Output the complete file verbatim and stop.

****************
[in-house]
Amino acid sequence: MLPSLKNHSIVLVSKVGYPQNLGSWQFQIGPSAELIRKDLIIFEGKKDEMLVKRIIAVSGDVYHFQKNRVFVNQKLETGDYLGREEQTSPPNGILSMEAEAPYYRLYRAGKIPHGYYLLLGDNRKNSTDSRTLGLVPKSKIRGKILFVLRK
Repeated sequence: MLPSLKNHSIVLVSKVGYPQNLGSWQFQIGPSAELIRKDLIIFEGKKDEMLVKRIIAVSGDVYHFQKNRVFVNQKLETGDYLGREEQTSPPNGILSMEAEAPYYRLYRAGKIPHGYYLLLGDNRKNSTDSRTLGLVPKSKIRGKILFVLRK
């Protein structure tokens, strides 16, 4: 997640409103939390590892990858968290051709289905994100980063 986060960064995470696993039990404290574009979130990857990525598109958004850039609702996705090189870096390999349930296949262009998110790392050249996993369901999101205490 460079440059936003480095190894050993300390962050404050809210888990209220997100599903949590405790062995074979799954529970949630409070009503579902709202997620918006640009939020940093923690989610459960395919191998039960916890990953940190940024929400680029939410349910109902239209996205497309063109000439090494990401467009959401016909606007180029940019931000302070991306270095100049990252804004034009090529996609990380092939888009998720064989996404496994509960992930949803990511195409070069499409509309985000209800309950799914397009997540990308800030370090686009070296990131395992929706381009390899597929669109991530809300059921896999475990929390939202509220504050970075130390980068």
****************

[in-house]
Amino acid sequence: MLPSLKNHSIVLVSKVGYPQNLGSWQFQIGPSAELIRKDLIIFEGKKDEMLVKRIIAVSGDVYHFQKNRVFVNQKLETGDYLGREEQTSPPNGILSMEAEAPYYRLYRAGKIPHGYYLLLGDNRKNSTDSRTLGLVPKSKIRGKILFVLRK
Repeated sequence: MLPSLKNHSIVLVSKVGYPQNLGSWQFQIGPSAELIRKDLIIFEGKKDEMLVKRIIAVSGDVYHFQKNRVFVNQKLETGDYLGREEQTSPPNGILSMEAEAPYYRLYRAGKIPHGYYLLLGDNRKNSTDSRTLGLVPKSKIRGKILFVLRK
């Protein structure tokens, strides 16, 4: 997640409103939390590892990858968290051709289905994100980063 986060960064995470696993039990404290574009979130990857990525598109958004850039609702996705090189870096390999349930296949262009998110790392050249996993369901999101205490 460079440059936003480095190894050993300390962050404050809210888990209220997100599903949590405790062995074979799954529970949630409070009503579902709202997620918006640009939020940093923690989610459960395919191998039960916890990953940190940024929400680029939410349910109902239209996205497309063109000439090494990401467009959401016909606007180029940019931000302070991306270095100049990252804004034009090529996609990380092939888009998720064989996404496994509960992930949803990511195409070069499409509309985000209800309950799914397009997540990308800030370090686009070296990131395992929706381009390899597929669109991530809300059921896999475990929390939202509220504050970075130390980068």